Martin Amis' “Night Train”

(Vintage International, 1997 / read: January 2010)

“The ghost of a dead person must divide into many ghosts—to begin with.
It is labor-intensive—to begin with.
Because there are many bedrooms to visit, many sleepers to stand over.
Some sleepers—maybe just two or three—the dead will never leave”

Indeed, especially when the dead person was murdered and, even more so, when he or she committed suicide. As Camus suggests, suicide is perhaps the only philosophical question worth considering because it fully delves into the meaning of life. Yet, we tend to think that suicide is always the result of desperation, of shame, of depression, of impotence, of profound sadness or anger. Amis, however, seems to suggest just the opposite, that suicide might also be the result of a perfect life or, to put it more accurately, to a life lived perfectly according to what others demand or expect.

In “Night Train”, (female) detective Mike Hoolihan sets to investigate the death of Jennifer Rockwell, the daughter of her beloved commanding officer who, some years ago, helped her to overcome her drinking problem. Soon it becomes apparent that Jennifer killed herself, something that leaves everyone wondering, particularly her dad, why a young, beautiful and beloved women in a perfect relationship with her adoring boyfriend and the job she always dreamt for might have committed suicide. Mike discovers that, preposterous as it sounds, Jennifer used three bullets to kill herself. The troubling thing, what Mike founds out, is that Jennifer left many clues on purpose, as to suggest that she was living a double life, taking drugs, seeing other men, loosing it at work, when she in fact wasn’t. Jennifer thought, Mike deduces, that in this way those still living wouldn’t blame themselves, be more able to understand her decision and come to terms with it more easily: “As she headed toward death she imprinted a pattern that she thought would solace the living. A pattern: Something often seen before. Jennifer left clues. But the clues were all blinds” (171).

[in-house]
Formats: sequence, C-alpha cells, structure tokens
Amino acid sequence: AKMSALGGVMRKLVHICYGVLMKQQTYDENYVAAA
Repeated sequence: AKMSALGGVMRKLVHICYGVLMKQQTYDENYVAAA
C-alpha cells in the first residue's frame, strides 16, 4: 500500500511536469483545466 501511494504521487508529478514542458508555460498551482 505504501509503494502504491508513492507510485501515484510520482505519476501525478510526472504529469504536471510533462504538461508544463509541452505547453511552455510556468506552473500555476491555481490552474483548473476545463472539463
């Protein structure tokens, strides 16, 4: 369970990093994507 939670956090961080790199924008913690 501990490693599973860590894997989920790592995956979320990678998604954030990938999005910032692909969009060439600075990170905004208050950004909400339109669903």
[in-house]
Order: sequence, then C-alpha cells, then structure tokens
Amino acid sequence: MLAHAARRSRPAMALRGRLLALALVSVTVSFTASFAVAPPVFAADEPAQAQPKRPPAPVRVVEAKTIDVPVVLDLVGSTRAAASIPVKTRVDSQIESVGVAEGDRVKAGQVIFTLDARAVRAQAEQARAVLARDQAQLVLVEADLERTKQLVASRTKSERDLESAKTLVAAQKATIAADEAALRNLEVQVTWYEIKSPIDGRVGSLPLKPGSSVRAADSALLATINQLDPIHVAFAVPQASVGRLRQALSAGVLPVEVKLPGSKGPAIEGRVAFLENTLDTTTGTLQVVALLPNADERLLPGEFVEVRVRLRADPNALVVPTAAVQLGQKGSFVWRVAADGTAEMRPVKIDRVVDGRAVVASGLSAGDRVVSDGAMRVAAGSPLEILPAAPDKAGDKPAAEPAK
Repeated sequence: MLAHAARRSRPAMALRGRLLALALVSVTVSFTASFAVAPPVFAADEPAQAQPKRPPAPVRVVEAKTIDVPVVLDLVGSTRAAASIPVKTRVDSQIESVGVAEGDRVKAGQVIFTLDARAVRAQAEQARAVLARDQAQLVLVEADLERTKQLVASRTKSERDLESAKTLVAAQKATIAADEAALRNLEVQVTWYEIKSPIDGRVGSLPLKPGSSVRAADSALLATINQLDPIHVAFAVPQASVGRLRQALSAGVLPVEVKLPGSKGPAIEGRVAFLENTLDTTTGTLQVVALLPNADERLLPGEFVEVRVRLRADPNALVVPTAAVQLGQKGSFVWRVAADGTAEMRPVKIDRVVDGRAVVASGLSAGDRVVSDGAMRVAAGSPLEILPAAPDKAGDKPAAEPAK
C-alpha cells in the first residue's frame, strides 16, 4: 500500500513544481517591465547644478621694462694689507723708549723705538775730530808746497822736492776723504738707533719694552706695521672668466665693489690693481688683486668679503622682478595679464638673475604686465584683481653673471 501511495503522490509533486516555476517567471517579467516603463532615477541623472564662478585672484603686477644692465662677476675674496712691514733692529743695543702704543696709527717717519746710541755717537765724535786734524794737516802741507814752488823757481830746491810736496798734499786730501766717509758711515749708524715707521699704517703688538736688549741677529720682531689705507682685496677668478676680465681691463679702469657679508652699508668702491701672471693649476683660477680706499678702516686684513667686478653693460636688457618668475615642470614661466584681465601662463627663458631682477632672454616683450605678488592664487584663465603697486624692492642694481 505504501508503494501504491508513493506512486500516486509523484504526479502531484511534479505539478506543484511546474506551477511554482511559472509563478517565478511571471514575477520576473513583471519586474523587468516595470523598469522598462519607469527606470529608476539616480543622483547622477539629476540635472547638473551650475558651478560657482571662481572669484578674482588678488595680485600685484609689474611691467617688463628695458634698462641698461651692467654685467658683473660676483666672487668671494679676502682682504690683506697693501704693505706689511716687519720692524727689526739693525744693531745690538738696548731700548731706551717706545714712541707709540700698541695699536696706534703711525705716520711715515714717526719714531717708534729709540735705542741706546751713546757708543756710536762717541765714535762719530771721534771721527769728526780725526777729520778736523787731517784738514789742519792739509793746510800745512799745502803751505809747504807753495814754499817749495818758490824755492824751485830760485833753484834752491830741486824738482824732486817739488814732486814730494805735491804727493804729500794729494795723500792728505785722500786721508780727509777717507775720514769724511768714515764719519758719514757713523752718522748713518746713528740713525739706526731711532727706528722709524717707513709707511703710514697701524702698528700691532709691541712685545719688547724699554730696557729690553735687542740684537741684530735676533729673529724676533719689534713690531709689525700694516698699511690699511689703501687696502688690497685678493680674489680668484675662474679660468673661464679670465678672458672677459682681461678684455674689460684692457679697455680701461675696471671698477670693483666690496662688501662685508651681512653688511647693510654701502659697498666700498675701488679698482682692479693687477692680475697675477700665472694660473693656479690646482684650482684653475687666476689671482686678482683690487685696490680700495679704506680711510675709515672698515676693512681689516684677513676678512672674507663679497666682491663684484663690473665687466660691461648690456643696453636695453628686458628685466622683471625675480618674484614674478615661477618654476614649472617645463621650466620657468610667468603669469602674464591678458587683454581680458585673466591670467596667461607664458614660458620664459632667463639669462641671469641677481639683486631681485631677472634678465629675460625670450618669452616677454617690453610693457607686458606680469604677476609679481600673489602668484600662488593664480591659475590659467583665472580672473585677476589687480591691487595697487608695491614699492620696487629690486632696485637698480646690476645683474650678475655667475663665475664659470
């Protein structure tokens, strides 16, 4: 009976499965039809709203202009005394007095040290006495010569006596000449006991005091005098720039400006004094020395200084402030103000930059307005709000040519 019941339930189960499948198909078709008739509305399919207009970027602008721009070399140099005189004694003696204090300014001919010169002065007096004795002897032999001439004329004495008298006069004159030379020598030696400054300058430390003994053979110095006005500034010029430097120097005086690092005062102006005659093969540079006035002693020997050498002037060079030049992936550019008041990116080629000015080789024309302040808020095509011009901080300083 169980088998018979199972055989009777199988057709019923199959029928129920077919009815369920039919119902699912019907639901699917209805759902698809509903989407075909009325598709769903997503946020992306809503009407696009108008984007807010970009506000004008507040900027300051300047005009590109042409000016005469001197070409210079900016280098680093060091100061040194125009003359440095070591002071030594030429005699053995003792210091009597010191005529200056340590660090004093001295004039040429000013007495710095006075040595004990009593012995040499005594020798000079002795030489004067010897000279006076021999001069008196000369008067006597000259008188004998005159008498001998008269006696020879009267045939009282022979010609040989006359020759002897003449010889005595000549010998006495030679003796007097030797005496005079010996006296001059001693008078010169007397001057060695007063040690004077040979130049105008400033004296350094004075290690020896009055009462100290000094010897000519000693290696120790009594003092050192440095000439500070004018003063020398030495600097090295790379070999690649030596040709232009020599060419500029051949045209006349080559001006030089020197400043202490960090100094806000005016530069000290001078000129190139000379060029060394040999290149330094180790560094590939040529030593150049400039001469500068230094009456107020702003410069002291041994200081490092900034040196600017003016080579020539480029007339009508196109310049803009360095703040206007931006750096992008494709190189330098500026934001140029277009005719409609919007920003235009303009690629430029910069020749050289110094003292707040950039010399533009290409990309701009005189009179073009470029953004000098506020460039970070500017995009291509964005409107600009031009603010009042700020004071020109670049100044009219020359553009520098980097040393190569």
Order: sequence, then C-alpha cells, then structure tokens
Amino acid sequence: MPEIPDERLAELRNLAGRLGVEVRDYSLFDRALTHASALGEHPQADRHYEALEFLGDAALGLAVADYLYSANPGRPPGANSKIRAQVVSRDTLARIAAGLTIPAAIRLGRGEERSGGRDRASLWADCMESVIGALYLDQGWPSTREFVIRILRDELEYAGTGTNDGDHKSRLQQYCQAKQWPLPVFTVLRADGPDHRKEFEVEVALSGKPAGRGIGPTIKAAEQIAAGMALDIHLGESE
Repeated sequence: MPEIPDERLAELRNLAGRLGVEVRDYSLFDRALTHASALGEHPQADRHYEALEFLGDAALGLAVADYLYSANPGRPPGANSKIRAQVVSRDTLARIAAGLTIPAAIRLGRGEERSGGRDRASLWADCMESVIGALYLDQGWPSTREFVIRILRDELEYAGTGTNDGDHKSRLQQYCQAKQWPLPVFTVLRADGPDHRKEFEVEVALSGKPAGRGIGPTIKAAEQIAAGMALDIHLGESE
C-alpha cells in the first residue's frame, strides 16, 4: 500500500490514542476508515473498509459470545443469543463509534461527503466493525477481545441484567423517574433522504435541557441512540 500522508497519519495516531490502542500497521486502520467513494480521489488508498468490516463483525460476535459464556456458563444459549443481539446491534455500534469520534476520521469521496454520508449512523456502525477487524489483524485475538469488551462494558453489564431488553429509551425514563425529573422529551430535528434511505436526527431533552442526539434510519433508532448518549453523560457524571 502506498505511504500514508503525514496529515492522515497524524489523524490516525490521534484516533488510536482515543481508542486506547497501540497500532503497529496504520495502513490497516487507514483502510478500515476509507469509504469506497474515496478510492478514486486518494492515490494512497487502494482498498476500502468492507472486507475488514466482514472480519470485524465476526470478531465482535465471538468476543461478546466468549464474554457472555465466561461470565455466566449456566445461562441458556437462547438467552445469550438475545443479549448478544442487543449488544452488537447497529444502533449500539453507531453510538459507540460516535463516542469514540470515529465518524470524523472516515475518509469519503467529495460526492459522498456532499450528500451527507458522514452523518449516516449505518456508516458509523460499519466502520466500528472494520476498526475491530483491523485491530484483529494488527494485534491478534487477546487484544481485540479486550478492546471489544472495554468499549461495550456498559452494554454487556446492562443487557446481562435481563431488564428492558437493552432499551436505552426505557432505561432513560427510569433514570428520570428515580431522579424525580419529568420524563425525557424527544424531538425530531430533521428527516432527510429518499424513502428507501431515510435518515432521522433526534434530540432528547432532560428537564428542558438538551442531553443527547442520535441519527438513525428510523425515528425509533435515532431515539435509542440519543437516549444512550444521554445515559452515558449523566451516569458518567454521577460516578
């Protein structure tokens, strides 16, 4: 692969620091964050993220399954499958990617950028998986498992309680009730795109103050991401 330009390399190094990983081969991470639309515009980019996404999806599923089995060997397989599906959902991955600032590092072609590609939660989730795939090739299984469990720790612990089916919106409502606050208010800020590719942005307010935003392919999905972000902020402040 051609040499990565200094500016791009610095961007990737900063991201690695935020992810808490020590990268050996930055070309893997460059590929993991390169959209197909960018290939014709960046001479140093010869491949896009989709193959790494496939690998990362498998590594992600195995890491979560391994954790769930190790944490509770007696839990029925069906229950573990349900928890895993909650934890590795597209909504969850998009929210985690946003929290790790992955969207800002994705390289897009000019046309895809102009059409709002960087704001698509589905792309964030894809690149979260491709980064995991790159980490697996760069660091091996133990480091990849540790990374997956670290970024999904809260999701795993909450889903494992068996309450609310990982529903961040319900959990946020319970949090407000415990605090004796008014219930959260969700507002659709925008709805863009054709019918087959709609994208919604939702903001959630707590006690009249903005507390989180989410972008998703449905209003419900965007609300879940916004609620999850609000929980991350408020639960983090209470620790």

But the living, those who remained, can’t handle the fact that suicide might in fact follow boredom, complacency or just being tired of appearances, of living life according to someone else’s expectations. Mike knows that the Colonel won’t be able to handle the truth and decides to lie. At the end of the novel she tells Jennifer’s dad: “Colonel Tom, what can I tell you. People point themselves at the world. People show a life to the world. Then you look past that and you see it ain’t so. One minute it’s clear blue sky. Then you look again and there’s thunderheads all around… It measures up, Colonel Tom. It all measures up. Your little girls was on a break…” (174). Hers (Mike’s) is truly a heroic, compassionate act, a way for her to pay back the Colonel all he did for her.

“Night Train” is not really a novel about those who commit suicide but mostly about those who have to couple with the shattering fact that someone close and dear, someone they loved and cared for, decided to not live anymore, decided to do without them. Some, Amis suggest, must be spared the underlying truth because, as David Foster Wallace put it, “The truth will set you free, but not until it is finished with you.”

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